Restricted embryo growth signals miscarriage risk



 Restricted embryo growth signals miscarriage risk
London: Restricted growth of an embryo during the early stages of pregnancy is linked to its risk of miscarriage, a new study led by Indian-origin scientists has found.

Researchers at the University of Nottingham found that 78 percent of single-baby pregnancies that ended in miscarriage were in the smallest 5 percent of embryos.

They measured the length of more than 500 single and twin embryos during the first trimester.

The Nottingham researchers tracked the growth of 247 singleton and 264 twin embryos conceived through IVF, because this allowed them to know the embryos’ precise gestational age.

For each embryo, the distance from top of the embryo’s head to the bottom of its buttocks, the crown-rump length, was measured once during the first trimester using an ultrasound scan.

The pregnancy was then monitored until birth.

Using the measurements, the researchers discovered that poor growth in the first 12 weeks of pregnancy was a good predictor of miscarriage.

“We also need to look at bloody supply to the embryo and whatever genes are passed on from the father too,” the BBC quoted Raj Mathur, a consultant gynaecologist as saying.They calculated that 77.8 percent of single embryo pregnancies that miscarried were growth restricted, while 98.1 percent of single embryo pregnancies that did not miscarry were not growth restricted.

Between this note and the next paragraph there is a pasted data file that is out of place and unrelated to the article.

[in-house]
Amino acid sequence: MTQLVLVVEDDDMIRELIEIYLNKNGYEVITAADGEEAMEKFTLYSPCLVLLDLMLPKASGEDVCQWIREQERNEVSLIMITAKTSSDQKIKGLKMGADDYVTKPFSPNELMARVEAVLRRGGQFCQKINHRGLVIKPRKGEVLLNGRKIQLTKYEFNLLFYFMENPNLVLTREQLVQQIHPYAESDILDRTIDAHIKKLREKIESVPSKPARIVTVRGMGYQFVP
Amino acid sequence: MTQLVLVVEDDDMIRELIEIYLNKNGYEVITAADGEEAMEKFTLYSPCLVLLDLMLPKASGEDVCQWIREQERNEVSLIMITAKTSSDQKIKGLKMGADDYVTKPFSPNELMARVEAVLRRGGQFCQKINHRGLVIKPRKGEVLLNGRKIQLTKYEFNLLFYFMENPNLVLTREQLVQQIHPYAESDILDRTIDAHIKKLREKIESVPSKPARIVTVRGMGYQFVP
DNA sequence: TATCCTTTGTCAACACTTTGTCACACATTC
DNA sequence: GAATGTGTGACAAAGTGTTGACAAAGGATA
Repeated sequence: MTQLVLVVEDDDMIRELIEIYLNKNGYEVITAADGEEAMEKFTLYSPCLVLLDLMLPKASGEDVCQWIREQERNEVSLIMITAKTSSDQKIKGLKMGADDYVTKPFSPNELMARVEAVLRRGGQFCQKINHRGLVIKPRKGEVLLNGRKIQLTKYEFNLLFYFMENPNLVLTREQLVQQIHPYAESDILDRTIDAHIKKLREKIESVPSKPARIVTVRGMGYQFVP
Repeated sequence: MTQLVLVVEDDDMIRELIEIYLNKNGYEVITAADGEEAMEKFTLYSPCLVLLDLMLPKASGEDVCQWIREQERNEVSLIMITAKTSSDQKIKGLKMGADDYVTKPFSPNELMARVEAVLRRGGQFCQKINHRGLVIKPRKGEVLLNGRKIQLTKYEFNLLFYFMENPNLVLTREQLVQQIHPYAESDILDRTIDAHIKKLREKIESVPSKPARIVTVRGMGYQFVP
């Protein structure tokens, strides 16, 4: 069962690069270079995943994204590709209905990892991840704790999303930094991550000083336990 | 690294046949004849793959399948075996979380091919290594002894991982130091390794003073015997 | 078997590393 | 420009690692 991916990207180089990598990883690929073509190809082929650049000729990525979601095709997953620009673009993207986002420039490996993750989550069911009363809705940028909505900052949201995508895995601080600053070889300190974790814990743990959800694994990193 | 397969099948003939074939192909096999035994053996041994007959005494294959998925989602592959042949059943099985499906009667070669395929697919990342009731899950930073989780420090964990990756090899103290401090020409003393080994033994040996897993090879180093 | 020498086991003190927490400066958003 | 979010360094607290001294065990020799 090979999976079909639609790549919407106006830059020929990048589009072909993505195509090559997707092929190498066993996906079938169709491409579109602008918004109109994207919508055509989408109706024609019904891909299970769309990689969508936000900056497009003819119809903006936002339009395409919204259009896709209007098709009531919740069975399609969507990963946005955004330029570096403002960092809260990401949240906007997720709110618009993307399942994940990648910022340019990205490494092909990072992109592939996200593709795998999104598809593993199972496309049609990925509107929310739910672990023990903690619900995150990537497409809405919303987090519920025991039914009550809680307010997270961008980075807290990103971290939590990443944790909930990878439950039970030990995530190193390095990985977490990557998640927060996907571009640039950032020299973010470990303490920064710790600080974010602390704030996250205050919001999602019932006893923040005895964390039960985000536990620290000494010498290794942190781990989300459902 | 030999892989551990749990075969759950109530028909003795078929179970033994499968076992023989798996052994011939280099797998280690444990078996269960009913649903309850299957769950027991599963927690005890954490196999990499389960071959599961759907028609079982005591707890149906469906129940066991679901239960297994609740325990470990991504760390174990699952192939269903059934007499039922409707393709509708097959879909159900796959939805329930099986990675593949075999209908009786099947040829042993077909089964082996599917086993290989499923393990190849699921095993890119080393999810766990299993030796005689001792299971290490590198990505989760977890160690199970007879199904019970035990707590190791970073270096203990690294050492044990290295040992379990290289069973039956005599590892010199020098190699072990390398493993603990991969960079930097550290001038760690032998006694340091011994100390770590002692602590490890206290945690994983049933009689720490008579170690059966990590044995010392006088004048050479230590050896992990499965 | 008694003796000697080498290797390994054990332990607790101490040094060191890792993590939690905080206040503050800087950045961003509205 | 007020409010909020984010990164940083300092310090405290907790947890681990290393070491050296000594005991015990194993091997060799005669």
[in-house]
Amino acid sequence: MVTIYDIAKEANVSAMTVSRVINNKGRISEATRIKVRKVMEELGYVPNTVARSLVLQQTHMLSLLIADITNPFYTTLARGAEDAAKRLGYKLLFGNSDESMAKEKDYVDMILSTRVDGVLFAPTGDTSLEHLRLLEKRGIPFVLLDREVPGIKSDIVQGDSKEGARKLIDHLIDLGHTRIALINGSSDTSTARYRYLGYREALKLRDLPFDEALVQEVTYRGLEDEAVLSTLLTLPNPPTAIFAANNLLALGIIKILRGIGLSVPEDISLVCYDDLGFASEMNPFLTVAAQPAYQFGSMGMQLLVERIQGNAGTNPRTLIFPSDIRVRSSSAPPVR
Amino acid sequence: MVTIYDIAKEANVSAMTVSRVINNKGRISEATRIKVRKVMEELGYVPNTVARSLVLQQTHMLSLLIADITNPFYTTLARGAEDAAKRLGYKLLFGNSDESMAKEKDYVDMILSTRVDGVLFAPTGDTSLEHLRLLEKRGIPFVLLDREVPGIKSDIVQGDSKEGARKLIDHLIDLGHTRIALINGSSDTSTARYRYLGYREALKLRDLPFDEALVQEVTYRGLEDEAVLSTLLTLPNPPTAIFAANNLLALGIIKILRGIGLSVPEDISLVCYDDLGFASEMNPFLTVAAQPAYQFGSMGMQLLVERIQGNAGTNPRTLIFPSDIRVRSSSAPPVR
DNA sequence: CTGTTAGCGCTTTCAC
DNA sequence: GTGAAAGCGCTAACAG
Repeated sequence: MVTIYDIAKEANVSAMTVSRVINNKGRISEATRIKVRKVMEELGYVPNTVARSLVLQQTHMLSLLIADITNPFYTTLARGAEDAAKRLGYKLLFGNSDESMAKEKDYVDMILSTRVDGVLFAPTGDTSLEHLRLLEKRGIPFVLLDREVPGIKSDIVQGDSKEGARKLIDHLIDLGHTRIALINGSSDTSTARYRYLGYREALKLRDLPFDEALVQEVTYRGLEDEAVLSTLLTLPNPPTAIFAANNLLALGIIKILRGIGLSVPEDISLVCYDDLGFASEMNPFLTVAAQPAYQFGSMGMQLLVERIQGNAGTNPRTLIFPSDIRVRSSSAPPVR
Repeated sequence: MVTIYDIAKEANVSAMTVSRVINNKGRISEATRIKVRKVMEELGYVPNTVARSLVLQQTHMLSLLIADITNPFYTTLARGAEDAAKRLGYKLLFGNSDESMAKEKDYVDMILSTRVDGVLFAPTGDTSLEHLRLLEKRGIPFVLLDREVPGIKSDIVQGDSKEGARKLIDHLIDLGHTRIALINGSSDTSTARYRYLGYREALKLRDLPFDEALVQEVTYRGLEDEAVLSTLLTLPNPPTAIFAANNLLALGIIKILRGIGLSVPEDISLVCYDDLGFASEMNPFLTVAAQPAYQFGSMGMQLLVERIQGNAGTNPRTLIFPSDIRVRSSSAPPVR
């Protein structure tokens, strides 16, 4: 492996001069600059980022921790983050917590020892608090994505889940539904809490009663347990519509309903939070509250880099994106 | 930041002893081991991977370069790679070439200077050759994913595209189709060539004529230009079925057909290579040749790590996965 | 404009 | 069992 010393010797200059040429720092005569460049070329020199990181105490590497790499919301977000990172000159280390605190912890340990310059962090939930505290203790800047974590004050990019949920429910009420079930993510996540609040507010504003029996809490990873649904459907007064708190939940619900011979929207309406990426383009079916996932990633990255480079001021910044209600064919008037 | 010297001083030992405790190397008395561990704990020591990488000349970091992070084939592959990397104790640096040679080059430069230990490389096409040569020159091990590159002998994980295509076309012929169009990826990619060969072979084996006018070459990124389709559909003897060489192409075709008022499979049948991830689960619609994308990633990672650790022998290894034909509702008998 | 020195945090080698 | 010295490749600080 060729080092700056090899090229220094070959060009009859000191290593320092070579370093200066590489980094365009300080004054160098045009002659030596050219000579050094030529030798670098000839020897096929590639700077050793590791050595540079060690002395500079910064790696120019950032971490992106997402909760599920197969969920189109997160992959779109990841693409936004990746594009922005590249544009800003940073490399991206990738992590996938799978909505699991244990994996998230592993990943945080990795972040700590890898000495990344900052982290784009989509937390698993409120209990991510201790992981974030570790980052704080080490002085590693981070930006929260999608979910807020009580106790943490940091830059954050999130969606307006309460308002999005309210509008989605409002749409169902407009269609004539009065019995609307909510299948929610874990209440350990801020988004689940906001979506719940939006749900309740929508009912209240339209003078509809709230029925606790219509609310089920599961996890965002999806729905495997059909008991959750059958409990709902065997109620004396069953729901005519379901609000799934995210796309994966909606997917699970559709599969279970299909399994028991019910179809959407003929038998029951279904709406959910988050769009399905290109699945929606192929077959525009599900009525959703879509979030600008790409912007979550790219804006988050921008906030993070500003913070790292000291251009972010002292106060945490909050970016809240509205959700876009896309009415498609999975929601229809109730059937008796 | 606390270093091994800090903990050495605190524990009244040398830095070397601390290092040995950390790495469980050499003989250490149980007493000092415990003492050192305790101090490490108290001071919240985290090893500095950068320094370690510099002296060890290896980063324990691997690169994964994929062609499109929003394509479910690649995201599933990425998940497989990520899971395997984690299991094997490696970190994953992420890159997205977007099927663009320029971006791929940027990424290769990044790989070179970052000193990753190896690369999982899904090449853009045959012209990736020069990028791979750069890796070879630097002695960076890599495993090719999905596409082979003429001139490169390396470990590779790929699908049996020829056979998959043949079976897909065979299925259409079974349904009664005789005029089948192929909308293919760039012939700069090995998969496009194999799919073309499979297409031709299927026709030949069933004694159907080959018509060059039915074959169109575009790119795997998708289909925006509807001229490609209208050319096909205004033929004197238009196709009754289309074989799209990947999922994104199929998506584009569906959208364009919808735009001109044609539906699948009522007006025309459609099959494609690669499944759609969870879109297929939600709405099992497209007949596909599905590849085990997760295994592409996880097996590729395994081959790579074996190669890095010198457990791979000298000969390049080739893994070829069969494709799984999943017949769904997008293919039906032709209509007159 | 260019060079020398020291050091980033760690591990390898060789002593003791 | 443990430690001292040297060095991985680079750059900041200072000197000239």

The researchers also found that this was not the case in twin pregnancies, however, where only 28.6 percent of pregnancies that miscarried were growth restricted.

Ninety-eight per cent of twin pregnancies that did not miscarry were not growth restricted.

Shyamaly Sur, who led the research, said that the findings should help to identify pregnancies at risk of miscarriage.

“There are various reasons why some embryos show restricted growth in the early stages of pregnancy. It could be down to an abnormality in the foetus or something in the environment of the womb,” Sur said.

“More research is now needed to investigate the relationship between growth and the underlying causes of miscarriage in more detail.

“We are focussing on how blood flow to the womb lining and embryo quality influence conception rates and subsequent miscarriage.

“There is something else going on with twin embryos. We need more research in this area,” he added.

The study was presented at the British Fertility Society annual meeting in Leeds.

ANI